Backache and pelvic joint pain
During pregnancy, ligaments become softer and stretch to prepare you for labour. This can put a strain on the joints of your lower back and pelvis, which can cause backache. As the baby grows, the hollow in your lower back may increase and this may also cause backache.
To avoid backache:
- Avoid heavy lifting.
- Bend your knees and keep your back straight when lifting or picking up something from the floor.
- If you do have to carry something heavy, hold it close to your body.
- Move your feet when turning round to avoid twisting your spine.
- Wear flat shoes as these allow your weight to be evenly distributed.
- Work at a surface high enough to prevent you stooping.
- If you are carrying shopping baskets, try to balance the weight between two.
- Sit with your back straight and well supported.
A firm mattress can help to prevent and relieve backache. If it's is too soft, a piece of hardboard underneath the mattress will make it firmer.
Massage can also help, or you might like to try a support corset, which can be prescribed by your doctor. Make sure you get enough rest, particularly later in pregnancy.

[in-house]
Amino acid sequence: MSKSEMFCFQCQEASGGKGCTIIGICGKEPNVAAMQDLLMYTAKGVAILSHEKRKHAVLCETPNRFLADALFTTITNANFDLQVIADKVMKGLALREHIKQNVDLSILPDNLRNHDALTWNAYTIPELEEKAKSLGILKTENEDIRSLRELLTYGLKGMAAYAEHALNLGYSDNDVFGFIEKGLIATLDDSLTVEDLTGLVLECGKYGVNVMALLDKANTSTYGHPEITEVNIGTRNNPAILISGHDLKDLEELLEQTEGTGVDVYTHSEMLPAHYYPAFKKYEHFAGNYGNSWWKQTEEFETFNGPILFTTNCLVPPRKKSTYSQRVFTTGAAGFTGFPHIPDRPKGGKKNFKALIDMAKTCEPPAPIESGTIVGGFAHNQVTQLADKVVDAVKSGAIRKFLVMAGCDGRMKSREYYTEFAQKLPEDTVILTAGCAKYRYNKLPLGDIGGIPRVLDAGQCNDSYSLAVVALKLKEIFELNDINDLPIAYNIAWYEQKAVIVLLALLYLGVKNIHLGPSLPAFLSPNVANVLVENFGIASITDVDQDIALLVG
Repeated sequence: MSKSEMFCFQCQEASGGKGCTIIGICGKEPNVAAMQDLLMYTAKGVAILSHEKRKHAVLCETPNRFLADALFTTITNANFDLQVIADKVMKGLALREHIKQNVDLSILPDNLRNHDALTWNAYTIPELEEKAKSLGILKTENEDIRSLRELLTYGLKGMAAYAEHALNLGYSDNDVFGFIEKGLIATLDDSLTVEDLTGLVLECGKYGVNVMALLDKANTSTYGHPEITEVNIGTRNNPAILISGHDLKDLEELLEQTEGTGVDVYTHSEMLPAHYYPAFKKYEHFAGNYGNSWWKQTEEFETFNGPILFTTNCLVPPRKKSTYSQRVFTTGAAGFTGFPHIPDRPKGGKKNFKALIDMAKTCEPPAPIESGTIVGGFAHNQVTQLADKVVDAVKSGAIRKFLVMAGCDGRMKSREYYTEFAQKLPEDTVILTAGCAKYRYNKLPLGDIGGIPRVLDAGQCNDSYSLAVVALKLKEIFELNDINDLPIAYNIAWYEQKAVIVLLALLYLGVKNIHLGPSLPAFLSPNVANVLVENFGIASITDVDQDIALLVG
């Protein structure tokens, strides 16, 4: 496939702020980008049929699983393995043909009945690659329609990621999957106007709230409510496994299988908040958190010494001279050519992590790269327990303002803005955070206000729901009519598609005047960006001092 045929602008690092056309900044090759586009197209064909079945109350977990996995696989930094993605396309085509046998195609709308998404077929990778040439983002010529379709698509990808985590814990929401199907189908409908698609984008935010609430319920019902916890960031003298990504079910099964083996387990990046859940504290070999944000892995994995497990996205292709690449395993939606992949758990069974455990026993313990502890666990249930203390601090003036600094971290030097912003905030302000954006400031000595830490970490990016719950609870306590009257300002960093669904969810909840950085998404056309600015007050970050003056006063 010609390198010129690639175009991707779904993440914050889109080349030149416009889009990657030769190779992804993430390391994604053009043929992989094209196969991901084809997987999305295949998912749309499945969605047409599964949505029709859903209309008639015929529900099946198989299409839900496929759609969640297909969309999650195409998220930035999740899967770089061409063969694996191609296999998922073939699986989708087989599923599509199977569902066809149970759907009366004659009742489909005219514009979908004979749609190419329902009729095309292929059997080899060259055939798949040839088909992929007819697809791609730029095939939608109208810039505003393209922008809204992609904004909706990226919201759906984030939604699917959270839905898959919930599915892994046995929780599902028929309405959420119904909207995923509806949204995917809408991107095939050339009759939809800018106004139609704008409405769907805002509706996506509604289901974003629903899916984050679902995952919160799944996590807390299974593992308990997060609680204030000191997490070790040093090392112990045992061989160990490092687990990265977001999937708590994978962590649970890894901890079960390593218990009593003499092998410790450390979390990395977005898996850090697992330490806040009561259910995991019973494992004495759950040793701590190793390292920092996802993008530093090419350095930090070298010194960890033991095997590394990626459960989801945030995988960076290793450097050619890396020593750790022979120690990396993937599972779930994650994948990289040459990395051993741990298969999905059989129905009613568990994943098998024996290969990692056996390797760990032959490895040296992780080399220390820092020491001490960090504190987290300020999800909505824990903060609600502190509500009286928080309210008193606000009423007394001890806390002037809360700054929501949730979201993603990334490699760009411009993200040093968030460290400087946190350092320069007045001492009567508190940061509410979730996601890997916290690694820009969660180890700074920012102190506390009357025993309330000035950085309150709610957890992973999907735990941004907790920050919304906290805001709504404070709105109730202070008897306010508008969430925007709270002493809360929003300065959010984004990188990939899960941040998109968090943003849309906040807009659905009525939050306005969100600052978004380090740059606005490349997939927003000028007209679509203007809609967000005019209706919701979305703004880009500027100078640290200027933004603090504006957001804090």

If your backache is very painful, ask your doctor to refer you to a physiotherapist. He will be able to give you some advice and suggest some helpful exercises.
Pain in pelvic joints
If during or after your pregnancy you have pain in your pelvic joints when walking, climbing stairs, turning in bed etc, you should ask a member of the maternity team for a referral to a manual physiotherapist, osteopath or chiropractor experienced in treating pelvic joint problems.
You may have a slight misalignment of your pelvic joints (at either the back or front) that is known as pelvic girdle pain (PGP) or symphysis pubis dysfunction (SPD). This affects a large number of pregnant women (up to one in four) and is usually treatable by gentle mobilisation techniques that are safe in pregnancy.
Early diagnosis and appropriate treatment will help minimise the pain and avoid long-term discomfort. If you are diagnosed with PGP/SPD, you can contact The Pelvic Partnership for support and information (see External Links).
Last reviewed: 06/04/2009
Next review due: 06/04/2011"